Lately, there have been loads of studies suggesting that exercise boosts brainpower in some form or another—it improves long-term memory; it increases the brain’s plasticity; it improves focus—but what these studies haven’t taken into account is the placebo effect. Could these post-exercise boosts in brainpower simply be the placebo effect at work? After all, we know that we’re exercising, and we’ve been told time and time again that exercising is good for our brains, so the placebo effect seems pretty plausible. Well, as The New York Times reports, a new study published in PLOS One took a look at just that and found that no, the improvement in post-exercise brain function is not all in our heads (well it is, but you know what I mean).
If you scroll through the music on my iPod, you will find a series of playlists titled Whatever, Who Cares?, Ughhhh, and so on, each one filled with enough sad John Mayer songs to make even the most emotionally stable human being shed a tear. The only reason I’m not horribly embarrassed to divulge this information to you is because these playlists were created over five years ago, after my first-ever breakup and, apparently, there’s a scientific excuse for their existence. A new study, published in the journal PLOS ONE, found that when you’re down, listening to sad songs truly does make you feel better, the Today Show reports.
Still no confirmation on whether the whole “an apple a day keeps the doctor away” saying holds true, but it does look like an apple a day might keep weight gain away: A recent study published in Food Chemistry found that apples are loaded with non-digestible compounds that up the number of good-for-you bacteria in your gut, which is associated with weight loss, Prevention reports. So, who’s up for an apple-picking party this weekend?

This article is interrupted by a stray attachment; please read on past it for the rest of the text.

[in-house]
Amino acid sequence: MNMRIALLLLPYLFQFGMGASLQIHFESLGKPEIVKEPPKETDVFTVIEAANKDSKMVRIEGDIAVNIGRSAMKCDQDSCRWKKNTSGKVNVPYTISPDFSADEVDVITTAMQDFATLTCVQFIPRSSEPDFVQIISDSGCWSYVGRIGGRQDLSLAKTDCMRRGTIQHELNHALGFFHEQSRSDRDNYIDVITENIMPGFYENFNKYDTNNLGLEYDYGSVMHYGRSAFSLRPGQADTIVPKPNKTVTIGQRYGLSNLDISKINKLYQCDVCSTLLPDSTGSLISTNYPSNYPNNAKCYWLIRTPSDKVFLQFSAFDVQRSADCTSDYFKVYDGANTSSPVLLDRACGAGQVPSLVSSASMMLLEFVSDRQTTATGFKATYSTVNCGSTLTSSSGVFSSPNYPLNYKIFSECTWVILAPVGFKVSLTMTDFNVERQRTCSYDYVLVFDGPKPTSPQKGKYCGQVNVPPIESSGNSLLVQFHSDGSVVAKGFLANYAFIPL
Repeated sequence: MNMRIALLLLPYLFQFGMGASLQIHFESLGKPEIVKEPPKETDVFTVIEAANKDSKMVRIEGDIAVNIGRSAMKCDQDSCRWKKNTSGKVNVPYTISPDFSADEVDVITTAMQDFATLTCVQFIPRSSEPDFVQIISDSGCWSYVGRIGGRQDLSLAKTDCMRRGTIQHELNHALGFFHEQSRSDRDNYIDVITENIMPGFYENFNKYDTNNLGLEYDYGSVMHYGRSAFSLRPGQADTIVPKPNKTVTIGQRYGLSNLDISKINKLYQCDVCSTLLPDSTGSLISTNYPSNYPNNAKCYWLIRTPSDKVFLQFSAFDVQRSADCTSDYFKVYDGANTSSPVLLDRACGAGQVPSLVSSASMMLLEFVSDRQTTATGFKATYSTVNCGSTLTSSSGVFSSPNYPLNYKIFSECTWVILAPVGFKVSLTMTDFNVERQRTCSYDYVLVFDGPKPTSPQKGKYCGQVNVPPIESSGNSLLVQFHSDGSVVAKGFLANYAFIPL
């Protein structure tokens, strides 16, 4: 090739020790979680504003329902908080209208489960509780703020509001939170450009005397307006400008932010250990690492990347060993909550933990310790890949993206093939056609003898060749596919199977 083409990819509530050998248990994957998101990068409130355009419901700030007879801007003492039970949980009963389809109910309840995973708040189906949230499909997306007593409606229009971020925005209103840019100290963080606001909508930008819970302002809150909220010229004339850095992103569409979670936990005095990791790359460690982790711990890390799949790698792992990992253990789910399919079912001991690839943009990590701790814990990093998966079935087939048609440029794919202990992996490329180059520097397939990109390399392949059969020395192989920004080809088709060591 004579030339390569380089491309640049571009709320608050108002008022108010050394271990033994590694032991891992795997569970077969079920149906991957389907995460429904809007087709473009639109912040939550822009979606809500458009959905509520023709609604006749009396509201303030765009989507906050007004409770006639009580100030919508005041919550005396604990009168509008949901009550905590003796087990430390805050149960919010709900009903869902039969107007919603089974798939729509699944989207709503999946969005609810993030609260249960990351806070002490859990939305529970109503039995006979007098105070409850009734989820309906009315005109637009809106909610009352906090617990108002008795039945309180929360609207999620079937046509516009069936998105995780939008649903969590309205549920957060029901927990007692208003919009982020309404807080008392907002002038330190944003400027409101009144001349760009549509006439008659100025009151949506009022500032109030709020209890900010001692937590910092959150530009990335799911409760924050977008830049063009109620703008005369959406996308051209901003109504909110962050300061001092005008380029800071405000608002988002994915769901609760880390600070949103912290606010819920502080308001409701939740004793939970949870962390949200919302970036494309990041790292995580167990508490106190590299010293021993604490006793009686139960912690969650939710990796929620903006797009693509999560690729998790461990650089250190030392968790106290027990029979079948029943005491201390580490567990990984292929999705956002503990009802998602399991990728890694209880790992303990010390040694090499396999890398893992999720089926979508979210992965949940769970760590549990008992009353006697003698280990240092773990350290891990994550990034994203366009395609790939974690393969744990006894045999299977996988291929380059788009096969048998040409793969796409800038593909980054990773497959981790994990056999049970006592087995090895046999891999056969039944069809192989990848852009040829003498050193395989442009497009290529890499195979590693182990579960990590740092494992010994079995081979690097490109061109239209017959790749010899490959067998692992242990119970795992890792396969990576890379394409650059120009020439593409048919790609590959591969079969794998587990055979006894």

Here’s some shocking news for you: According to Google’s research on holiday shopping trends, 26 percent of shoppers will have already started their holiday shopping by Halloween this year. Yes, you read that right. As of today, about one-quarter of Americans have already started holiday shopping.
We stumbled upon this curious study on Fashionista and immediately hated these people. They’re sort of like those annoying people at college who finish writing papers weeks before they’re due. Isn’t procrastination half the fun, that frenzied jaunt to the mall seconds before it closes? Hell, I haven’t even bought Halloween candy, let alone Christmas presents.
But is it really so crazy?
Did you just yawn? And are you a little bit grumpy? Because if this new data is any indication, you probably didn’t get enough sleep last night: Jawbone, a company that makes fitness trackers that also track sleep patterns, analyzed thousands of their users’ sleep patterns throughout the country, and it turns out Philadelphians are not getting enough Zzzs.
I have some gardening cleanup to do this week, including clearing out a patch of wild mint. For once, I won’t mind the chore, because at least I’ll know I’m not going to die in the next five years. Mint, you see—specifically peppermint—was one of five odors a team of researchers recently tested to see if the loss of the sense of smell could predict death. And OMG, it totally did.
There were two pieces of good news this week, and—surprise!—they both had to do with sugar.
Here’s one more reason to load up your dinner plate up with heirloom tomatoes tonight: A new study published in the British Journal of Health Psychology found that folks who eat more fruits and vegetables report feeling more creative and curious, and also feel a greater sense of purpose and engagement than those who skimp on their bananas and broccoli. Who knew veggies could get so, well, deep?
Searching for the secret to happiness? Two new studies shed some interesting light.
In one of the most peculiar genetic studies we’ve ever come across, a group of economists from England’s University of Warwick have stuck a pin in the world map of happiness and declared Denmark its epicenter. Literally. Their research helps explain why a tiny Scandinavian nation whose greatest claim to fame is a dubious link to breakfast pastry consistently ranks at the top of studies of bliss.